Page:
Hello, open gaming fans! In this week’s edition we take a look at the release of Xcom 2, Elliot Quest, the Mesa graphics library, and more.
Open gaming roundup for week for February 6 – 12, 2016
Frozen Synapse 2 announced
The sequel to the popular Frozen Synapse, Frozen Synapse 2, was announced on February 10 by Mode 7 Games. Not much information has been released about the game so far, except for the inclusion of “open world tactics” as published on their website. This is particularly exciting given that this mechanic is moving away from the base gameplay of the original game.
Pick of the Week: Elliot Quest
Elliot Quest, developed by Ansimuz Games, originally released on the November 11, 2014 (and later for WiiU), follows the story of a cursed boy trying to find both his wife and a cure for his affliction. After a failed suicide attempt, Elliot discovers that the curse grants him immortality, but also slowly drives him insane, and eventually resulting with his transformation into a demon. The action/adventure sidescroller is often praised for it’s beautiful art style and complex combination of exploration, problem-solving and action.
A DRM free copy of Elliot Quest is currently available at IndieGameStand for a minimum of $1, with the option to purchase above the average payment amount to receive a copy of the OST. This deal finishes on February 13.
Mesa 11.1.2 released
Mesa is a cross-platform, open-source graphics library that primarily provides a software implementation of the Open Graphics Library (OpenGL) api for rendering three-dimensional graphics. The Mesa library also ships a large sum of the free and open-source drivers available. The latest release marks a large increase in contributors to the library (up from 621 to 677), and an increase in contributors is a success in any open software development environment.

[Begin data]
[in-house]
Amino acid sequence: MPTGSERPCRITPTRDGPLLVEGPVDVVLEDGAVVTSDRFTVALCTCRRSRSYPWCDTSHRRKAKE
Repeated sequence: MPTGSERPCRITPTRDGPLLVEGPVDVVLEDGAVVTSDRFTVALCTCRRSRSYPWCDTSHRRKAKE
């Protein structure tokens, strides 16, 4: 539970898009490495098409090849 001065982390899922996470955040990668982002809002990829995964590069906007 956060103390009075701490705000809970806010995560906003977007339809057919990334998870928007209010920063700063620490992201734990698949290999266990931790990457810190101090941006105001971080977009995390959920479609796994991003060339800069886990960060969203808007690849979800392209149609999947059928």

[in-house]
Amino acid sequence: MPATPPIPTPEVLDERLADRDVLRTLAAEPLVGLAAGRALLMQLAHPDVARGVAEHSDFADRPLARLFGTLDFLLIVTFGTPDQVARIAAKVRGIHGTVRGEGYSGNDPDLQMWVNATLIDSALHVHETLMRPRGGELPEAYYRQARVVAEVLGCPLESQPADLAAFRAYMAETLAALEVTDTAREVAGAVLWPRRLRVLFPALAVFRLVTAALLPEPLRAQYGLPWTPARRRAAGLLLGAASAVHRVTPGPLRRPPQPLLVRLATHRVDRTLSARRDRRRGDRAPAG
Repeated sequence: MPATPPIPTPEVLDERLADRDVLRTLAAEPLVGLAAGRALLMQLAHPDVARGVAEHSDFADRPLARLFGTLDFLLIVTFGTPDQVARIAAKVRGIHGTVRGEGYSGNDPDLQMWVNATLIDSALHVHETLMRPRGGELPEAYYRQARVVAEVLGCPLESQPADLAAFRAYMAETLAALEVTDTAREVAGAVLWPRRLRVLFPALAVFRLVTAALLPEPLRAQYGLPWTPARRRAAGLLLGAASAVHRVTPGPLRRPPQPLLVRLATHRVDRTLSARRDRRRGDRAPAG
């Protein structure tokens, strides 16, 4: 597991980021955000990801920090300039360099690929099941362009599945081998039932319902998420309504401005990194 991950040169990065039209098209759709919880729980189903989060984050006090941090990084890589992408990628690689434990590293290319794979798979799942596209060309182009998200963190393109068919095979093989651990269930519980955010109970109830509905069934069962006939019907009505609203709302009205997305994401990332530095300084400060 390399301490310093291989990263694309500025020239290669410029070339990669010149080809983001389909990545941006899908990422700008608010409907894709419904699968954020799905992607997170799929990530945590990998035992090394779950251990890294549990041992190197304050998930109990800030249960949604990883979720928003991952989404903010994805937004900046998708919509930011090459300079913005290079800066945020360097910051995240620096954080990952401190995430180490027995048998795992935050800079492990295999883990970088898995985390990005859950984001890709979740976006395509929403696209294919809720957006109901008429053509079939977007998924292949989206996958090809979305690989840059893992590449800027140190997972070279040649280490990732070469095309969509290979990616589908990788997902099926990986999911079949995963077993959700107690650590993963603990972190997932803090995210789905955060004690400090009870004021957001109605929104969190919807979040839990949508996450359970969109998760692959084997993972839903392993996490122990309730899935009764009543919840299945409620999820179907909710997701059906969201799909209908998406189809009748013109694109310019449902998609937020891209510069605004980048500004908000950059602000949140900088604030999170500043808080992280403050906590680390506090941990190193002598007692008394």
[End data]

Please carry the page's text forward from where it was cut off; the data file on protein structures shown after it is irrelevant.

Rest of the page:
Hardware accelerated encoding on SteamOS / Linux
For those of you who are game broadcasters on a Linux machine with an NVIDIA graphics card, you are one step closer to being able to stream your games directly through Steam. In the latest release of the beta Steam client, Valve has “added support for hardware accelerated encoding using NVIDIA cards (NVENC) on SteamOS/Linux.” This essentially means that video encoding required for adequate streaming can be performed without the use of proprietary NVIDIA drivers.
New games out for Linux
The highly anticipated sequel to XCOM: Enemy Unknown, developed by Firaxis Games, is available on Linux as of February 5. Firaxis Games has strong history of Linux support for their most popular games, and it’s a pleasure to see their continued development for the community.
“XCOM 2 is the sequel to the award-winning strategy game, XCOM: Enemy Unknown. Twenty years have passed since humanity lost the war against the alien invaders and a new world order now exists on Earth. After years of lurking in the shadows, XCOM forces must rise and eliminate the alien occupation.”
Firewatch is a first-person adventure/mystery game with an interesting core game mechanic; the only human interaction that takes place in the game is with a person on the other end of your portable radio. Now available on Steam.
“Firewatch is a single-player first-person mystery set in the Wyoming wilderness, where your only emotional lifeline is the person on the other end of a handheld radio.”
Weird Worlds: Return to Infinite Space
Originally released in 2005, a port for this science-fiction rougelike has arrived for Linux on Steam. With procedurally generated environments and quest events, this short game has plenty of replayability.
“Weird Worlds: Return to Infinite Space is a hybrid roguelike game of space exploration, adventure and starship combat.”